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Framing the Post-Kyoto Debate: Options for Climate Policy After 2012 STEP Seminar Series Princeton University Princeton PowerPoint Presentation
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Framing the Post-Kyoto Debate: Options for Climate Policy After 2012 STEP Seminar Series Princeton University Princeton

Framing the Post-Kyoto Debate: Options for Climate Policy After 2012 STEP Seminar Series Princeton University Princeton

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Framing the Post-Kyoto Debate: Options for Climate Policy After 2012 STEP Seminar Series Princeton University Princeton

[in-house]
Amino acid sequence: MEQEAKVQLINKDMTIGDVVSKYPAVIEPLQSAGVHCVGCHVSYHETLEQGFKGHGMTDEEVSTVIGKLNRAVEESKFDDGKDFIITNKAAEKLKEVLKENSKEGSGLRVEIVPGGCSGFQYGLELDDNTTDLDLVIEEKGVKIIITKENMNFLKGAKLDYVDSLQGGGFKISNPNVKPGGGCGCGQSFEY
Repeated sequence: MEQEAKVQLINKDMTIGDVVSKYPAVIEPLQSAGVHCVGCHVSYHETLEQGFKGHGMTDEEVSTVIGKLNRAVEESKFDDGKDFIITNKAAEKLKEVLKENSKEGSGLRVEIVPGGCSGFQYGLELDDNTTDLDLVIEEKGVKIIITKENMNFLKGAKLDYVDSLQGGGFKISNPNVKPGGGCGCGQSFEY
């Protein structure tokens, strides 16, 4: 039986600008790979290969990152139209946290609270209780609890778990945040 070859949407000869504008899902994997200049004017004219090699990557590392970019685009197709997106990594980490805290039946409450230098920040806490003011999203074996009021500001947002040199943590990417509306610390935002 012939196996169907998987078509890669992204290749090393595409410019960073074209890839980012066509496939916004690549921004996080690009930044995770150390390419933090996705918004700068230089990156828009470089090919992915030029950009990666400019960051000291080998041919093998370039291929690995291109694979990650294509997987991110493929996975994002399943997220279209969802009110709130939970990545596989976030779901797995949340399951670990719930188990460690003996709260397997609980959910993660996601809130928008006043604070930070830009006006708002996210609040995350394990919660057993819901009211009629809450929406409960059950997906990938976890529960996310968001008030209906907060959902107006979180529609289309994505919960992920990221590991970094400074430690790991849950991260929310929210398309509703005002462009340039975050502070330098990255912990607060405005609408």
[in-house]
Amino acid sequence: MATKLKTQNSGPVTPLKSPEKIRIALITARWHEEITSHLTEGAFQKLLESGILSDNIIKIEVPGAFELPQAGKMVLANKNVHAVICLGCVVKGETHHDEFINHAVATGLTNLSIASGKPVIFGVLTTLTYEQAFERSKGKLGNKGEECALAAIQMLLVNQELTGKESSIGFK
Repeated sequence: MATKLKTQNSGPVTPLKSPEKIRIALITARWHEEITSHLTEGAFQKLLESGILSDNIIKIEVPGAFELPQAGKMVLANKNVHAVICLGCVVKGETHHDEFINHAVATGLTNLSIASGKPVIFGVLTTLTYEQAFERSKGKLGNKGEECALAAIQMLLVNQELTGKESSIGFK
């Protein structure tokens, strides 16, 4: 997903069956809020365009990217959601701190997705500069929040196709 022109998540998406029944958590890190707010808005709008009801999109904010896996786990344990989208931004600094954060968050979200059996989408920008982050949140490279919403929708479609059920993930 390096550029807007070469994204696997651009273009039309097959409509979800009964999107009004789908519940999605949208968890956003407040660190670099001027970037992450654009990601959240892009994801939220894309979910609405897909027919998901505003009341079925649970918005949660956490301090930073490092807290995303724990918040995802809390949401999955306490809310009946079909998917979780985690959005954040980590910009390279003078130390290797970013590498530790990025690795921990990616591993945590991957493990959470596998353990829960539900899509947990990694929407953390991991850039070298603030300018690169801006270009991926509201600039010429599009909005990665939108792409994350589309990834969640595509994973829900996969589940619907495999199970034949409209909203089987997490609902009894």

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  1. Framing the Post-Kyoto Debate: Options for Climate Policy After 2012STEP Seminar SeriesPrinceton UniversityPrinceton, NJApril, 2006 Jonathan Pershing Climate, Energy and Pollution ProgramWorld Resources Institute

  2. Overview • An update on the science • Greenhouse gases and related indicators • Policy options • The international process: reviewing the state of play • Framing the debate on next steps • Conclusions

  3. An update on the science

  4. 2005 Temperature Records(Deviation from 1951- 1980 mean) Source: NASA Goddard Institute for Space Studies Surface Temperature Analysis at

  5. Changes in Ocean Circulation • Transect at 23º N latitude • Measurements taken in 1957, 1981, 1992, 1998, 2004 • Indicates a 30% reduction in ocean circulation volume since 1957 Source: Ocean current figure: Transect information: Bryden, Harry L. et al. "Slowing of the Atlantic meridional overturning circulation at 25° N." Nature 438: 655-657. 1 December 2005